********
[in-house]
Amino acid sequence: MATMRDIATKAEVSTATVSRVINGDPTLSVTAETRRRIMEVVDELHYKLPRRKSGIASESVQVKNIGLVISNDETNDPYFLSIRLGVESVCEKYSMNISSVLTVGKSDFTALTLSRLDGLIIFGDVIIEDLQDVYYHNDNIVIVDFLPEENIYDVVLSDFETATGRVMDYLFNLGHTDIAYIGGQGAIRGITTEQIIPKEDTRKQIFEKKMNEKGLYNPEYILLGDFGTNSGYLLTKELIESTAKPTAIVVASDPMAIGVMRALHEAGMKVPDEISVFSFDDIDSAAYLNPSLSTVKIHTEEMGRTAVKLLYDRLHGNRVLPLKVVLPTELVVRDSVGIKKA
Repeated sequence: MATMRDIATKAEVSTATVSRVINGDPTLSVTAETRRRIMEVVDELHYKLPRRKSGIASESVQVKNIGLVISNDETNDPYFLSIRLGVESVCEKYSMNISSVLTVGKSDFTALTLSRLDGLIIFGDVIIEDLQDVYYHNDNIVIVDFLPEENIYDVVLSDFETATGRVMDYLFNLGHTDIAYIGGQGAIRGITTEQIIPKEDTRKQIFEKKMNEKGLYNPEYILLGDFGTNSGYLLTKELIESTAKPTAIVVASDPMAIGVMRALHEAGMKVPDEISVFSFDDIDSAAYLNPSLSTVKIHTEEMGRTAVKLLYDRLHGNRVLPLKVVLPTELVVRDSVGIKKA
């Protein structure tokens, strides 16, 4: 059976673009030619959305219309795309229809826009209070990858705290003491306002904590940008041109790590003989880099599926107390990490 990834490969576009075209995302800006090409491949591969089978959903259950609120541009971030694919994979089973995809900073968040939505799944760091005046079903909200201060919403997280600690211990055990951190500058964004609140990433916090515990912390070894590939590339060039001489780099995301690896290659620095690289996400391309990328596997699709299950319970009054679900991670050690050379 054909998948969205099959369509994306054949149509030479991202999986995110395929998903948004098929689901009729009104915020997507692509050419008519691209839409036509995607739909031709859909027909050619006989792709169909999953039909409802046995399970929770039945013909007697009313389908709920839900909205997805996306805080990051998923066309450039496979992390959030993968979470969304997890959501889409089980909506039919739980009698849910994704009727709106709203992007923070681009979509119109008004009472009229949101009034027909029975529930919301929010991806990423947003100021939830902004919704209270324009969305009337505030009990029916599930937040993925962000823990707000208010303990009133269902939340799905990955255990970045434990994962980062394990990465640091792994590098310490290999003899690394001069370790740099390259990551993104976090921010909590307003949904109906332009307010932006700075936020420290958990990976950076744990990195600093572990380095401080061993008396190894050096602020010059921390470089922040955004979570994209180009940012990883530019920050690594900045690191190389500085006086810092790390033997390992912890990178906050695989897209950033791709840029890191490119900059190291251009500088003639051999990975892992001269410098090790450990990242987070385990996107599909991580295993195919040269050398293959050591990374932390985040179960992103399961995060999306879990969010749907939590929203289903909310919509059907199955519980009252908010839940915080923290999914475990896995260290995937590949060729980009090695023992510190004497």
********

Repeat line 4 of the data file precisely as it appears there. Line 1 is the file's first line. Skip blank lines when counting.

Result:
């Protein structure tokens, strides 16, 4: 059976673009030619959305219309795309229809826009209070990858705290003491306002904590940008041109790590003989880099599926107390990490 990834490969576009075209995302800006090409491949591969089978959903259950609120541009971030694919994979089973995809900073968040939505799944760091005046079903909200201060919403997280600690211990055990951190500058964004609140990433916090515990912390070894590939590339060039001489780099995301690896290659620095690289996400391309990328596997699709299950319970009054679900991670050690050379 054909998948969205099959369509994306054949149509030479991202999986995110395929998903948004098929689901009729009104915020997507692509050419008519691209839409036509995607739909031709859909027909050619006989792709169909999953039909409802046995399970929770039945013909007697009313389908709920839900909205997805996306805080990051998923066309450039496979992390959030993968979470969304997890959501889409089980909506039919739980009698849910994704009727709106709203992007923070681009979509119109008004009472009229949101009034027909029975529930919301929010991806990423947003100021939830902004919704209270324009969305009337505030009990029916599930937040993925962000823990707000208010303990009133269902939340799905990955255990970045434990994962980062394990990465640091792994590098310490290999003899690394001069370790740099390259990551993104976090921010909590307003949904109906332009307010932006700075936020420290958990990976950076744990990195600093572990380095401080061993008396190894050096602020010059921390470089922040955004979570994209180009940012990883530019920050690594900045690191190389500085006086810092790390033997390992912890990178906050695989897209950033791709840029890191490119900059190291251009500088003639051999990975892992001269410098090790450990990242987070385990996107599909991580295993195919040269050398293959050591990374932390985040179960992103399961995060999306879990969010749907939590929203289903909310919509059907199955519980009252908010839940915080923290999914475990896995260290995937590949060729980009090695023992510190004497």